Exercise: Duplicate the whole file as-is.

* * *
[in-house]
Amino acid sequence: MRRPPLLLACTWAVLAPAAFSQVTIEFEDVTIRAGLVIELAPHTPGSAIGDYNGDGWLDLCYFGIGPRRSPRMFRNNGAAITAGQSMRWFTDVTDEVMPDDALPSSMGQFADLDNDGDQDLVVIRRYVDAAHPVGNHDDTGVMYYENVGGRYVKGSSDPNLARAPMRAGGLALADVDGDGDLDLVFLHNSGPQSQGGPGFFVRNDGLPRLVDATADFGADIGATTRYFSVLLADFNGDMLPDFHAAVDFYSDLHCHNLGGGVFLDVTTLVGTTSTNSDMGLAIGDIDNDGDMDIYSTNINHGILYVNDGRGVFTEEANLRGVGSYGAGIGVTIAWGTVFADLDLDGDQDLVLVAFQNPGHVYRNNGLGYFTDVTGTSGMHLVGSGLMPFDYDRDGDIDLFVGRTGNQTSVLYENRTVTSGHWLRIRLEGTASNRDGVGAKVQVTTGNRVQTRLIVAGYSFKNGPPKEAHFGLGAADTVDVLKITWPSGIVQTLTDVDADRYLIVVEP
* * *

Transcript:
[in-house]
Amino acid sequence: MRRPPLLLACTWAVLAPAAFSQVTIEFEDVTIRAGLVIELAPHTPGSAIGDYNGDGWLDLCYFGIGPRRSPRMFRNNGAAITAGQSMRWFTDVTDEVMPDDALPSSMGQFADLDNDGDQDLVVIRRYVDAAHPVGNHDDTGVMYYENVGGRYVKGSSDPNLARAPMRAGGLALADVDGDGDLDLVFLHNSGPQSQGGPGFFVRNDGLPRLVDATADFGADIGATTRYFSVLLADFNGDMLPDFHAAVDFYSDLHCHNLGGGVFLDVTTLVGTTSTNSDMGLAIGDIDNDGDMDIYSTNINHGILYVNDGRGVFTEEANLRGVGSYGAGIGVTIAWGTVFADLDLDGDQDLVLVAFQNPGHVYRNNGLGYFTDVTGTSGMHLVGSGLMPFDYDRDGDIDLFVGRTGNQTSVLYENRTVTSGHWLRIRLEGTASNRDGVGAKVQVTTGNRVQTRLIVAGYSFKNGPPKEAHFGLGAADTVDVLKITWPSGIVQTLTDVDADRYLIVVEP